HB 2979

83(R) - 2013
Criminal Justice

Vote Recommendation

Vote No; Amend
  • Neutral
  • Neutral
  • Neutral
  • Negative
  • Neutral


Tan Parker

Bill Caption

Relating to the prosecution, punishment and supervision of certain offenders involving injury to a child, elderly individual, or disabled individual.

Fiscal Notes

The probable fiscal impact of implementing the bill is indeterminate due to the unavailability of reliable data or information related to the number of offenders who would be subject to the bill's provisions.

Bill Analysis

Summary: HB 2979 would create a new first degree felony for continuous physical abuse. Additionally, this bill would increase the time for parole eligibility for an offense of injury to a child, elderly, or disabled individual from one-quarter of their sentence to one-half of their sentence. This bill would remove the ability of the jury to recommend an individual who commits a first-degree felony offense of injury to a child for community supervision.

Analysis: We agree that individuals who cause harm to children should be penalized heavily. However, HB 2979 contains some concerning provisions. This bill contains a provision stating that the jury does not have to agree unanimously on which specific acts of physical abuse were committed. If an individual will spend no less than 25 years in jail, the jury should agree on the two specific acts of physical abuse that occurred.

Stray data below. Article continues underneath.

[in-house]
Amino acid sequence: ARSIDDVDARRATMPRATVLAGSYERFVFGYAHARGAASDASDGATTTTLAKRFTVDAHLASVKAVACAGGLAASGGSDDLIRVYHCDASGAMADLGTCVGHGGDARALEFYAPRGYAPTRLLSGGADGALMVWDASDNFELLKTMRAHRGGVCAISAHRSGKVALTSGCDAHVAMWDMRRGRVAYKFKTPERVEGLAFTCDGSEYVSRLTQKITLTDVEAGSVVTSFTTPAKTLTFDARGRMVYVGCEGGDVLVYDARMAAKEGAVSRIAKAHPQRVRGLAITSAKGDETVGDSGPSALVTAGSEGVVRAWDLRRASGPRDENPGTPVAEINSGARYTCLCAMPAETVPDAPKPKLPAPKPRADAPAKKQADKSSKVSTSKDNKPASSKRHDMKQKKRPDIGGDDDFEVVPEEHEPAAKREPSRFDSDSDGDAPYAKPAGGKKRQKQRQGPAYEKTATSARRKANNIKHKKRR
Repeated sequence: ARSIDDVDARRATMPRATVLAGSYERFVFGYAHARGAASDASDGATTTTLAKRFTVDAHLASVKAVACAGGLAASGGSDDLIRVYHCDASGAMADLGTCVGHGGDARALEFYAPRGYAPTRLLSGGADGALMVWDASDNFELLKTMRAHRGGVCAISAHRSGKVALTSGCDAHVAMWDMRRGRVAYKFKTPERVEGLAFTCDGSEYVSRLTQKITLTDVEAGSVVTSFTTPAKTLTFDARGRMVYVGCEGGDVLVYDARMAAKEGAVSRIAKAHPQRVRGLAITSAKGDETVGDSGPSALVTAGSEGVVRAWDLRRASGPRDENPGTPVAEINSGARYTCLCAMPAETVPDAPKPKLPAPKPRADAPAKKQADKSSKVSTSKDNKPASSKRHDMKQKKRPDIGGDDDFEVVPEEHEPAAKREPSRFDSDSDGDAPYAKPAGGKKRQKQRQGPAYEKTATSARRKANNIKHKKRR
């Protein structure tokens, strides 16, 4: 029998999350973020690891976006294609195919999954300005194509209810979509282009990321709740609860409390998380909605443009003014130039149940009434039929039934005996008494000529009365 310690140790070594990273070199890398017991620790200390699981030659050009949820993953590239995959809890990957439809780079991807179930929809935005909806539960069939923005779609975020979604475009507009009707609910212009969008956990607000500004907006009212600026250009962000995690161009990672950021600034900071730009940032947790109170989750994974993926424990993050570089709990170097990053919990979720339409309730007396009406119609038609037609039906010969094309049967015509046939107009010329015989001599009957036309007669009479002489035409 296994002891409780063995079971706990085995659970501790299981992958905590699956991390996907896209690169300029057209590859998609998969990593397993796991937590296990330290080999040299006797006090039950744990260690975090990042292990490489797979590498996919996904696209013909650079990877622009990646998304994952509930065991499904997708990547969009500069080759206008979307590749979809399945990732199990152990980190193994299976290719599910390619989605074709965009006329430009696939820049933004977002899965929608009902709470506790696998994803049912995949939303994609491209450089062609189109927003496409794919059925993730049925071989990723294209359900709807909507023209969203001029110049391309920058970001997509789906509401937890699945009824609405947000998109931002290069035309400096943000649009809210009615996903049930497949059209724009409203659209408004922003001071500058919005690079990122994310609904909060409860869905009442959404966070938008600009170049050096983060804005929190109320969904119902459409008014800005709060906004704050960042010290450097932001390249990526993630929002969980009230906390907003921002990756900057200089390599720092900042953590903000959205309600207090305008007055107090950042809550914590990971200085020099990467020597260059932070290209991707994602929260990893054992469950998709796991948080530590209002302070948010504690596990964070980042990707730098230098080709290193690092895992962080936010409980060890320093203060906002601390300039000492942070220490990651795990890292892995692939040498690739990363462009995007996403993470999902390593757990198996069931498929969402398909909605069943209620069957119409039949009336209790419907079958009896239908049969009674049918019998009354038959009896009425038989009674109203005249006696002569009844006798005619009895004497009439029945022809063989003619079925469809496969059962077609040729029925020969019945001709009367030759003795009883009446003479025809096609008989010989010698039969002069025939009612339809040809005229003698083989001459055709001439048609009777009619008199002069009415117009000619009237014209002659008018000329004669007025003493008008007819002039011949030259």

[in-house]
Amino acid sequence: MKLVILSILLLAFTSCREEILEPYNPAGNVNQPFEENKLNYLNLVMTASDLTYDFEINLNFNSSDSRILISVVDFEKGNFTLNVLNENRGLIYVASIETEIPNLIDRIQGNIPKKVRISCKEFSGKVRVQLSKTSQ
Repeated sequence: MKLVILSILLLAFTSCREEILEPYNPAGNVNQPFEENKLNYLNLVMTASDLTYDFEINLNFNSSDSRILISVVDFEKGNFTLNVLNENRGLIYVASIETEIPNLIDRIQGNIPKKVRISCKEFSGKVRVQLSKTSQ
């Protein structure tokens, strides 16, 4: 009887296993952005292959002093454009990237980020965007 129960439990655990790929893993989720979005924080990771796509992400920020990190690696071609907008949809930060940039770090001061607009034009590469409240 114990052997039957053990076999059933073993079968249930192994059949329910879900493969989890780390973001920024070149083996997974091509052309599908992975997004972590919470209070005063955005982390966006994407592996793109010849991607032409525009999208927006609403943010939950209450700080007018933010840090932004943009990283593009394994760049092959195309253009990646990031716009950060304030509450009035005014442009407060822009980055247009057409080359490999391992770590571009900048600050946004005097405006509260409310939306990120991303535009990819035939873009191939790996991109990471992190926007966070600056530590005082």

The provision creating an offense for continuous physical abuse (Section 4 of the bill) is not limited to first degree felonies which means an individual who negligently injures a child twice can be put in jail for 25 years to life. Additionally, Section 22.04 of the Penal Code (aggravated assault) is included in the possible offenses for continuous physical abuse. Aggravated assault can be an instance where an individual exhibits a gun and threatens but does not make physical contact. This bill would create a possibility for two of the aforementioned acts to be used to put an individual in jail for 25 years to life.

We recommend amending HB 2979 to strike the part of Section 22.03 (c) of Section 4 that does not require the jury to agree unanimously on which specific acts of physical abuse occurred and to add a provision to Section 4 of the bill that would limit it to first degree felonies. If HB 2979 is not amended, we recommend voting NO.